0 of 0 people found this review helpful
  •  
    Carol Sarver PA 11-04-08
    Carol Sarver PA 11-04-08 Member Since 2002
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    "Great History"

    I bought this book believing it to be a work of fiction. It is not. However, since I am a history buff as well as a reader of thrillers, I found this story very interesting, enlightening, and gruesome. The "White City" of the 1893 Chicago fair tells it's own tale while a handsome beguiler stalks the women in a method so thoroughly intriguing it defies belief. Scott Brick, as always, adds his deft narrative touch.

    0 of 0 people found this review helpful
  •  
    Chris Willits, CA, United States 05-17-08
    Chris Willits, CA, United States 05-17-08 Member Since 2007
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    "Great as always"

    If you like anything else by Eric Larson read this book. Good stuff and good recording too.

    1 of 2 people found this review helpful
  •  
    Laura Chicago, IL, USA 04-20-08
    Laura Chicago, IL, USA 04-20-08 Member Since 2006
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    "Satisfying"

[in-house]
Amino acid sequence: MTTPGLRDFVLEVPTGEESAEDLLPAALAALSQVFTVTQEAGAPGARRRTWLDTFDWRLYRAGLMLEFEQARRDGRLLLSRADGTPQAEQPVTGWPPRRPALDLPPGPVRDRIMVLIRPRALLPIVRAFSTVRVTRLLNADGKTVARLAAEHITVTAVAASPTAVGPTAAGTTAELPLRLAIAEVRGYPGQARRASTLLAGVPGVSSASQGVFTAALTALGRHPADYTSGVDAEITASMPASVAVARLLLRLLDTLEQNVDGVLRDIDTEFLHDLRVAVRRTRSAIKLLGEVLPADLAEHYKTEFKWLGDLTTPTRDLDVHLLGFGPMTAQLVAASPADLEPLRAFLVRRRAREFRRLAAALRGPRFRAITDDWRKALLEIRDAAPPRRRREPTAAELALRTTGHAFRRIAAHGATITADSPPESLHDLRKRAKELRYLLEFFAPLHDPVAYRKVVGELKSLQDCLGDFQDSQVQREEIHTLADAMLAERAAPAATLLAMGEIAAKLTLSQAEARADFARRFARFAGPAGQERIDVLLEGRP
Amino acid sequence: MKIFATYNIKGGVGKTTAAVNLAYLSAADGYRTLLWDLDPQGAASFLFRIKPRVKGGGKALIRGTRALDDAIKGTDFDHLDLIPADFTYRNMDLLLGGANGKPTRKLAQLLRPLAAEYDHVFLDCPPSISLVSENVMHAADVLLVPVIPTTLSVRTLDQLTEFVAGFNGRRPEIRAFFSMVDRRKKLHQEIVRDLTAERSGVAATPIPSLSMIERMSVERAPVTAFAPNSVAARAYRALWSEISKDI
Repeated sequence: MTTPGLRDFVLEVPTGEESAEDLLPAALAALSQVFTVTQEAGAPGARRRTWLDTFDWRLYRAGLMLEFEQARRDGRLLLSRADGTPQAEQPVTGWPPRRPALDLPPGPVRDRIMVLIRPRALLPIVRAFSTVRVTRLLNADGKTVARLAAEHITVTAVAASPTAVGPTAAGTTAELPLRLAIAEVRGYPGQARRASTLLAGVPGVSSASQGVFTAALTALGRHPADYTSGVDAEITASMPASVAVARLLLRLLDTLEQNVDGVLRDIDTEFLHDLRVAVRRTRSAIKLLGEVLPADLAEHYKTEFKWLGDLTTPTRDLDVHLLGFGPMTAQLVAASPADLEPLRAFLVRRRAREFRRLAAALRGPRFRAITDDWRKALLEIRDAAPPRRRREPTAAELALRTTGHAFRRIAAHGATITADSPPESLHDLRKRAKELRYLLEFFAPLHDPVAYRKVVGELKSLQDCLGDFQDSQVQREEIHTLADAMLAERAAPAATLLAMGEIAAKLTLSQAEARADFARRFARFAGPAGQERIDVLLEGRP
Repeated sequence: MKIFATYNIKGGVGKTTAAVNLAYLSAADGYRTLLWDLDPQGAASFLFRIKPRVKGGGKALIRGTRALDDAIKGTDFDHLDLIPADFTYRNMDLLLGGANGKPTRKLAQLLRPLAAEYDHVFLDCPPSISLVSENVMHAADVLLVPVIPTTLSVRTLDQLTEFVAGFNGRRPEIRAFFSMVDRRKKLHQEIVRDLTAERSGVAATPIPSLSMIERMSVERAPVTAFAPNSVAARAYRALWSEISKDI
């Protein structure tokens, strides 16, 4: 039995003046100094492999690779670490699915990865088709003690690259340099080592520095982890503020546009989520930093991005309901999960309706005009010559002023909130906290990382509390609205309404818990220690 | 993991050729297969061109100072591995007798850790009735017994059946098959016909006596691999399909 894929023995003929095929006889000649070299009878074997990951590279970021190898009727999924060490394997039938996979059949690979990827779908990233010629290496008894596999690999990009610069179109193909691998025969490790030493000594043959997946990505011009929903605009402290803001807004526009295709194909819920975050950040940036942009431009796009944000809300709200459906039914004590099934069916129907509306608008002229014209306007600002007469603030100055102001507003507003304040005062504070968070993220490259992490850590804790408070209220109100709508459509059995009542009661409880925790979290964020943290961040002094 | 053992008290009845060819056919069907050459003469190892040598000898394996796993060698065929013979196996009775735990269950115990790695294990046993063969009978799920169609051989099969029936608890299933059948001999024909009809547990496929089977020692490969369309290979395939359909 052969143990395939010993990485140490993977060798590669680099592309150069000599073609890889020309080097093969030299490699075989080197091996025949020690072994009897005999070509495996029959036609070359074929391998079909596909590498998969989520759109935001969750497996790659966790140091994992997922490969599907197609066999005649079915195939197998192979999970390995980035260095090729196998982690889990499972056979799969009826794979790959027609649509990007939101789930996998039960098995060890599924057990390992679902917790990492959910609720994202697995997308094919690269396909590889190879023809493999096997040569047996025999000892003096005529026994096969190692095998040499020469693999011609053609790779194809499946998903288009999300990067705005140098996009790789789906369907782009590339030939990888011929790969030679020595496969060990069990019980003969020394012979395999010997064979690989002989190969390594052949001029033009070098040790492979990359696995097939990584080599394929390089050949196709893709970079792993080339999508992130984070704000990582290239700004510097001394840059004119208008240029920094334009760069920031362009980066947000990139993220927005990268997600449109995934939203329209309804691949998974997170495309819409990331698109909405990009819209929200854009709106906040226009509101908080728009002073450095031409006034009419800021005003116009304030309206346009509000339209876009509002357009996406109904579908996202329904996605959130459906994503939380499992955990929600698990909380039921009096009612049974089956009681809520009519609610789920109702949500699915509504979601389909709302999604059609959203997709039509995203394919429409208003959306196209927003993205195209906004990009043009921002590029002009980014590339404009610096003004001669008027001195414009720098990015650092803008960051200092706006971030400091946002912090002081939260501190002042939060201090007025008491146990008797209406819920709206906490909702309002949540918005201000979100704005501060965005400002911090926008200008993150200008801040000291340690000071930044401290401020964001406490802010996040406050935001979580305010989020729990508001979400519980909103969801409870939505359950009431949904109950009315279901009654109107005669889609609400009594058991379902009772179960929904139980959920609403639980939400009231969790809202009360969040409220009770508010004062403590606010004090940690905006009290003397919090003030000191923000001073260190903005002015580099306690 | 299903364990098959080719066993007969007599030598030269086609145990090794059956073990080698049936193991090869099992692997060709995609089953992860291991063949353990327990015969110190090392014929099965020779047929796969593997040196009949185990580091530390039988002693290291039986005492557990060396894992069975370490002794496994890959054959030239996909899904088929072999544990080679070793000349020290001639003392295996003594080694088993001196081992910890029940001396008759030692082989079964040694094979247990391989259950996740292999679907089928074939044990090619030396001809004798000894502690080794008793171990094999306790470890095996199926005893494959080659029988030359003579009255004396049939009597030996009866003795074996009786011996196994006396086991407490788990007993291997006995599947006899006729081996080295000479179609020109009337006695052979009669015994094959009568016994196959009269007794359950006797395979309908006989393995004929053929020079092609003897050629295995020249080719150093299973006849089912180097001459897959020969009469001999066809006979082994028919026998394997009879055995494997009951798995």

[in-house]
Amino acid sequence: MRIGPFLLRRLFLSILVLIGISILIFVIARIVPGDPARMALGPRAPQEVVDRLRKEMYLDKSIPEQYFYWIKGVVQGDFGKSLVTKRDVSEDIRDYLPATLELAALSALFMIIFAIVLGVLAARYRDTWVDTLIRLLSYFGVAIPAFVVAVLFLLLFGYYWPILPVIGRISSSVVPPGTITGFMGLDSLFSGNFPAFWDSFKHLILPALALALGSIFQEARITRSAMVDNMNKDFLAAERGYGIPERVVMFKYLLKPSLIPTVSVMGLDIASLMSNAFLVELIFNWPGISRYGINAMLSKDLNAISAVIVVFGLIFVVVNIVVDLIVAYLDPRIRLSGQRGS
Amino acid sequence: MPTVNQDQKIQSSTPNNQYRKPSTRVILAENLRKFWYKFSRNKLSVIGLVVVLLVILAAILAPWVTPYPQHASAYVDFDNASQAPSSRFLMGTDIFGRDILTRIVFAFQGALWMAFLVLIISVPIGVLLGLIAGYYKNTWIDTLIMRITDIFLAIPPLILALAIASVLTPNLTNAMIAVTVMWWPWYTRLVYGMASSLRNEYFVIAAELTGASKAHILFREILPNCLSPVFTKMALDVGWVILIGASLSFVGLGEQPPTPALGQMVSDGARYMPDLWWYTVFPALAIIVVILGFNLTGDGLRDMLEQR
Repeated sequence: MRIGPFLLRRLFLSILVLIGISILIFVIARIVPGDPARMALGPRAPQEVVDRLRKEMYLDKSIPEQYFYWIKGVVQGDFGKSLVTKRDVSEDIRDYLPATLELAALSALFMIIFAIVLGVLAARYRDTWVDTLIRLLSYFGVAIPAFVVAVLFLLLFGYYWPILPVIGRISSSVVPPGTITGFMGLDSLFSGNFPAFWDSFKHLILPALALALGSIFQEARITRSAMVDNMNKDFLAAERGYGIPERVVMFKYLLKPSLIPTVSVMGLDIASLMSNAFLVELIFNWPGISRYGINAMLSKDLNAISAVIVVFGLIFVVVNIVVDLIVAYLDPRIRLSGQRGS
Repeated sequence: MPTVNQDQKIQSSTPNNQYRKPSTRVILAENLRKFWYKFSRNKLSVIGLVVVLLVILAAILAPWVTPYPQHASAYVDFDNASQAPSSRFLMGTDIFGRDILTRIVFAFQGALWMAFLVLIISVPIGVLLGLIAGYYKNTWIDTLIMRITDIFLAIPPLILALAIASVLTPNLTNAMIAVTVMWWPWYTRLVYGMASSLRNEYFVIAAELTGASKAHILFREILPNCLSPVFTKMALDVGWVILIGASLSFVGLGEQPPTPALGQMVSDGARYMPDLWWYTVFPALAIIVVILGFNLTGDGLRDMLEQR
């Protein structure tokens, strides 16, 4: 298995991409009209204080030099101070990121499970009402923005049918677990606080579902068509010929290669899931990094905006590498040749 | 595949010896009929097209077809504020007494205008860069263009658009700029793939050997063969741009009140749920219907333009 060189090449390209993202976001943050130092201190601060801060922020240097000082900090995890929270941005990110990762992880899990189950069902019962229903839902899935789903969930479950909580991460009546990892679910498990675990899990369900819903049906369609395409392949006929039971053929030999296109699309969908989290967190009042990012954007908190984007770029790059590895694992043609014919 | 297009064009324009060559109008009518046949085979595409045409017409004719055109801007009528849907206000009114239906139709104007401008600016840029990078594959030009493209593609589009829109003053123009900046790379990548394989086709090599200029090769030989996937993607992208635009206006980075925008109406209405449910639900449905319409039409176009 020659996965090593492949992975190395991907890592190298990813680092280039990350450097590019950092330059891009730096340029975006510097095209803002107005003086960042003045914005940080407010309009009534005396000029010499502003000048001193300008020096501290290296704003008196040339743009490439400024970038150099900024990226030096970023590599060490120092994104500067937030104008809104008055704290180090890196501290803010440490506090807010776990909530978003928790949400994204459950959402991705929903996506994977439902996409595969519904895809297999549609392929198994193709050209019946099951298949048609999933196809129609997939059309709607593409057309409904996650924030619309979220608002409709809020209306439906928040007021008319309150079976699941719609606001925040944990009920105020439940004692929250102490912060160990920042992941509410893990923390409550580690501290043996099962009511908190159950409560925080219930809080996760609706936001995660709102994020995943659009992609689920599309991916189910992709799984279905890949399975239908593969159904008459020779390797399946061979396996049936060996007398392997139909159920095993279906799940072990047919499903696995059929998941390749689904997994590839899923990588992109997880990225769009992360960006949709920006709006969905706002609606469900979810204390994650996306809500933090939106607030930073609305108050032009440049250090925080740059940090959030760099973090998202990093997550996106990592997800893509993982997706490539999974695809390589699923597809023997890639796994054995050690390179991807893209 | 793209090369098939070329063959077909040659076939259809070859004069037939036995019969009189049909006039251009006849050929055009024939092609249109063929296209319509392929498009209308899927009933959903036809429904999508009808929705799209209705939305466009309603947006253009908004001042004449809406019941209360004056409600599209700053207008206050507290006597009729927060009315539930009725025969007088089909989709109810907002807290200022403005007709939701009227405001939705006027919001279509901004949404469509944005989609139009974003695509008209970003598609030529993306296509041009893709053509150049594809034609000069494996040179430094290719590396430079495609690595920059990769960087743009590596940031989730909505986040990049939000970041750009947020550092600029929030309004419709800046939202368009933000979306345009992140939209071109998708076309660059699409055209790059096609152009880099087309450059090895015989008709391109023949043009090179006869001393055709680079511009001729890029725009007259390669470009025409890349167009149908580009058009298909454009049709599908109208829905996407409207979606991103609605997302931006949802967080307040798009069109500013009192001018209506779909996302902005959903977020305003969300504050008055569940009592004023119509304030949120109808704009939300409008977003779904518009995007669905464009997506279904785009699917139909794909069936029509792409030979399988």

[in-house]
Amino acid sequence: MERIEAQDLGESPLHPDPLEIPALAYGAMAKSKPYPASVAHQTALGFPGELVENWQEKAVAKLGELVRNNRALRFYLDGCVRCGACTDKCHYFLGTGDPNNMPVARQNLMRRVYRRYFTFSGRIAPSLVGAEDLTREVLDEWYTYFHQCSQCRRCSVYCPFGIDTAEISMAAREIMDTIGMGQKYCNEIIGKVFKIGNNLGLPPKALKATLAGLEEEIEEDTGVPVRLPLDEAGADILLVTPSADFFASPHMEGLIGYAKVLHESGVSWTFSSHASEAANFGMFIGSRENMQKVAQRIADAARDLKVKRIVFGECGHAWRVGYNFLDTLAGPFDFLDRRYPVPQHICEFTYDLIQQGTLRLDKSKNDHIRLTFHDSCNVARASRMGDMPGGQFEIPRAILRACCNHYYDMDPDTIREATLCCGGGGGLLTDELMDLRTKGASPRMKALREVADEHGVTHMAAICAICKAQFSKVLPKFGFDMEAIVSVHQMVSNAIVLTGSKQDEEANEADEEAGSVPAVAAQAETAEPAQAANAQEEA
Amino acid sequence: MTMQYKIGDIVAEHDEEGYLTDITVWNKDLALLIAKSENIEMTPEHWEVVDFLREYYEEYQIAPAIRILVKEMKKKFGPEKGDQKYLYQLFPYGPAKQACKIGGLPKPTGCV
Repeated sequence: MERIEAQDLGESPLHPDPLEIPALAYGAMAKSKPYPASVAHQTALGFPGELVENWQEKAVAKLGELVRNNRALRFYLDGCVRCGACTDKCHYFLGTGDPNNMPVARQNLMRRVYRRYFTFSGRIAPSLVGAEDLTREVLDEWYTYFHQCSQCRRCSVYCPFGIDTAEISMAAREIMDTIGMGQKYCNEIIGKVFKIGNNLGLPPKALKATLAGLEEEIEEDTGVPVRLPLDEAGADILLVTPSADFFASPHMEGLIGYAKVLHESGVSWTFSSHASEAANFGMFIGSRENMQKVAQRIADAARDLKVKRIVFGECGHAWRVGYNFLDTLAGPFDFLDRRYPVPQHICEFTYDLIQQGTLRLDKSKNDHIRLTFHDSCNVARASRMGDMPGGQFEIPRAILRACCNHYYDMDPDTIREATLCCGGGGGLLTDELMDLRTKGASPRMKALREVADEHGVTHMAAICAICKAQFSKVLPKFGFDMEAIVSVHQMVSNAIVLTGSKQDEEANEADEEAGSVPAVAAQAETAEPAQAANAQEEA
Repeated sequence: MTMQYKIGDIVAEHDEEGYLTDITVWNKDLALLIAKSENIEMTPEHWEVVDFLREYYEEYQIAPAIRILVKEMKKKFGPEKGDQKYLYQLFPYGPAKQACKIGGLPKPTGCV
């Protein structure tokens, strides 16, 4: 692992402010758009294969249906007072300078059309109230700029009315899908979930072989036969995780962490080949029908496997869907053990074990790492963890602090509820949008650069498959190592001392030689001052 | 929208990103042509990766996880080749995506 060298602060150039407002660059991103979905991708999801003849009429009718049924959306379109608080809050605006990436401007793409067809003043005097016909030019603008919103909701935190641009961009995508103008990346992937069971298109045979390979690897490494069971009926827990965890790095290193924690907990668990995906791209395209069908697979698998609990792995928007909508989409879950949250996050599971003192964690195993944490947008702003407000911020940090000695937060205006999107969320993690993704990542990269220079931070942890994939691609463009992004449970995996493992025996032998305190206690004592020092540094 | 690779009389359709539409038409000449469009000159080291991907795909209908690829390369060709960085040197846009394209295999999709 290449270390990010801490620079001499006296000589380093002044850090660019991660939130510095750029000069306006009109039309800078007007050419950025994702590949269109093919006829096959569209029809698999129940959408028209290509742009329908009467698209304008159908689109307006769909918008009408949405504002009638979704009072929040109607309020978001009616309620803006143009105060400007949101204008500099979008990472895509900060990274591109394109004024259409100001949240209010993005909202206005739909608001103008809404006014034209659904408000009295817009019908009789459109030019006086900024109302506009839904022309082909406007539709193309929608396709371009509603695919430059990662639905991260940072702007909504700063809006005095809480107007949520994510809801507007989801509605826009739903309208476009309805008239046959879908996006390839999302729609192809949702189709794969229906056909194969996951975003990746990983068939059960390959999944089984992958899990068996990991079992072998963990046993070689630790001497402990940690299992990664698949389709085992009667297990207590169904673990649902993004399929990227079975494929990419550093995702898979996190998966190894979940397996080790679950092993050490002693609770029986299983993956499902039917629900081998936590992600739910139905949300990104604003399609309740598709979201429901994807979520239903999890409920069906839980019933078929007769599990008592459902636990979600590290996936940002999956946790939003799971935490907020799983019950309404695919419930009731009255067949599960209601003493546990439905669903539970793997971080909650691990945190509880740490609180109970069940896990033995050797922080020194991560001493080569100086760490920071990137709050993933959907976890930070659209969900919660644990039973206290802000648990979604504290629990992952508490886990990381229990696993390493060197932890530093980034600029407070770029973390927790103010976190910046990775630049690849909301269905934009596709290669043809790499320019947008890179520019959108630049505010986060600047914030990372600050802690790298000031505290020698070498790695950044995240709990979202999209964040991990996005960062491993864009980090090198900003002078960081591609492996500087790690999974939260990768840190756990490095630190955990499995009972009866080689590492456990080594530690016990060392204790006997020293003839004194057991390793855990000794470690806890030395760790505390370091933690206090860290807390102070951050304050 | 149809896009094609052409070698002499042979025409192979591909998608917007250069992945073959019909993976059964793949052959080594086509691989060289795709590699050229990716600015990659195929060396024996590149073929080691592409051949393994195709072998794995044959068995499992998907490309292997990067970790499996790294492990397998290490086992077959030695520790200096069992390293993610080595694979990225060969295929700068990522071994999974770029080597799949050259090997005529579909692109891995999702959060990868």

The content was satisfying. An interesting play between two parallel story lines: one of the creation of the Chicago Columbia Exposition of 1893 , the other the evolution of a charismatic serial killer. The flow between the two was well constructed and worked well. The descriptions of both events were both very factual and equal in tenor. I would look elsewhere for a thrilling murder mystery. Some will no doubt will find that the depth to which either story could have been explored was sacrificed to cover the other and vice versa.

    Narration was good. There were a few mispronunciations of locations that would likely only be recognized by Chicago natives. There were a couple times where it seemed the digital stream skipped.